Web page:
The City of Johannesburg will spend more than R150-million over the next four years on developing the Rotunda Park Precinct in Turffontein, south-east of Johannesburg, with the R12.8-million first phase now under way.
Rotunda Park makeoverA R200 000 makeover of Rotunda Park, completed in March, marked the beginning of the new developments.The redevelopment of the area forms part of the City’s Corridors of Freedom programme, which will use transit-oriented development to transcend Joburg’s apartheid-era town planning, bringing schools, services, work opportunities and other benefits closer to residents, including those living on the outskirts of the city.
The programme, which is being implementing in line with the City’s Growth and Development Strategy 2040 (GDS 2040), envisages a future Johannesburg shaped by well-planned transport arteries that link interchanges characterised by mixed-use development. Parks and green spaces will form an integral part of these developments.
The Turffontein Corridor is one of three priority corridors for which Strategic Area Frameworks have been approved, the other two being the Empire-Perth corridor between Soweto and the CBD, and the Louis Botha-Katherine corridor between the CBD, Alexandra and Sandton.
The Turffontein Corridor will cater for Turffontein and surrounding suburbs such as Kenilworth and Rosettenville. Plans have already been approved for a R2-billion mixed-use housing development project in the South Hills area.
Member of the Mayoral Committee for Development Planning Councillor Roslyn Greeff said the Rotunda Park Precinct is a priority project that will be undertaken in three phases.
PHASE 1: PUBLIC ENVIRONMENT UPGRADES
“Work on the R12.8-million first phase has started. It is expected to be completed by November,” said MMC Greeff.
The first phase involves upgrades of Park Crescent, the road encircling Rotunda Park, High Street to the north of the park, the intersection of High Street and Turf Club Street (to create a northern gateway to the precinct), and the intersection of Turf Club Street and Main Street (to create an eastern gateway).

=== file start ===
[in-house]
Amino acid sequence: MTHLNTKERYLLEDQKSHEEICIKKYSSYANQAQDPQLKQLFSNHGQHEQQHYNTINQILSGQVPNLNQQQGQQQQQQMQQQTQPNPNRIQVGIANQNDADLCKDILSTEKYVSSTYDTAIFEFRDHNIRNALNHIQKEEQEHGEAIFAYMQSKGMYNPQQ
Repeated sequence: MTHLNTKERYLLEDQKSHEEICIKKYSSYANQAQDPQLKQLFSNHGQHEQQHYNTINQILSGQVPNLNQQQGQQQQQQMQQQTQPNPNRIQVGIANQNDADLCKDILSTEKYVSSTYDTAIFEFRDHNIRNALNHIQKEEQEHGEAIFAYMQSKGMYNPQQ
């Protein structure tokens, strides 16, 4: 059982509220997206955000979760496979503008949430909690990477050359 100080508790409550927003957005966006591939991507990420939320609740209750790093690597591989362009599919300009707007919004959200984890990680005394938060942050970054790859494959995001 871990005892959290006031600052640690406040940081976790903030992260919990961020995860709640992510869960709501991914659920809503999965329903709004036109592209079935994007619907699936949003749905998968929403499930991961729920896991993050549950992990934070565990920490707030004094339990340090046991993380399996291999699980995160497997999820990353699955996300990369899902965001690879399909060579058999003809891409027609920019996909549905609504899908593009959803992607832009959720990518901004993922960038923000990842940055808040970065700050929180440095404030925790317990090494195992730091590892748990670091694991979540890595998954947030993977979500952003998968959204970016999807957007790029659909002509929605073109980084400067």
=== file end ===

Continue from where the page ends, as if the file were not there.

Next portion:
New paving will be laid, street lighting will be upgraded and cycle lanes will be added to some sections. In addition, street furniture and artwork will be installed for an improved public environment.
“This is a public environmental upgrade,” the MMC said. “The contractor has been appointed and the team is now on site.”
PHASE 2: LINEAR PARK PROJECT
The second phase of the development, the estimated R47.7-million Linear Park project, will start later this year after consultations and workshop sessions with the public.
As it is currently envisaged, Linear Park will involve splitting a two-kilometre stretch of De Villiers Street, which runs to the west and east from either side of Rotunda Park, and creating a new green public space in between.
Over the next two months, the City will hold public participation forums to find out what residents want to see happen around this area. This will then inform the final design.
The Johannesburg Development Agency (JDA) has approved the conceptual designs of the park.
PHASE 3: PARK EXTENSIONS
The third phase of the Rotunda Park Precinct development, scheduled to start in 2017-18, will involve the extension of the De Villiers Parkway/Linear Park towards various landmarks in the area.
Turffontein, one of the oldest residential areas in Johannesburg, has been in gradual decline over the years. MMC Greeff says the redevelopment of the area will attract new investors, especially in the housing sector.
“We want the private sector to come on board and develop affordable housing. We want them to build upwards, buildings that will accommodate more people. We want to see more people move into this area,” the MMC said.
In March, signalling the start of the new precinct developments, the 10-hectare Rotunda Park received a R200 000 makeover from Johannesburg City Parks and Zoo, transforming it into a modern outdoor recreational space complete with new picnic and braai facilities, a state-of-the-art children’s play area with rubberised surfaces, a skateboarding court, astroturf mini-soccer field, revamped netball and tennis courts and a running track.
Source: www.joburg.org.za, with additional reporting by JDA reporter